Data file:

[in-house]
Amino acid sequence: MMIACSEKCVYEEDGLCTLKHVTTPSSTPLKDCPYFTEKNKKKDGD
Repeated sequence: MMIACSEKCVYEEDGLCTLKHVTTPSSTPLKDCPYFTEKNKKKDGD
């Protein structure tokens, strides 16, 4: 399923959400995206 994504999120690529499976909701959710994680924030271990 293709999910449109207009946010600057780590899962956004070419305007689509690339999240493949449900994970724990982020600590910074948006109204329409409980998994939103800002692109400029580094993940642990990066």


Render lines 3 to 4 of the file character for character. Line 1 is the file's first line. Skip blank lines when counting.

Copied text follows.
Repeated sequence: MMIACSEKCVYEEDGLCTLKHVTTPSSTPLKDCPYFTEKNKKKDGD
């Protein structure tokens, strides 16, 4: 399923959400995206 994504999120690529499976909701959710994680924030271990 293709999910449109207009946010600057780590899962956004070419305007689509690339999240493949449900994970724990982020600590910074948006109204329409409980998994939103800002692109400029580094993940642990990066």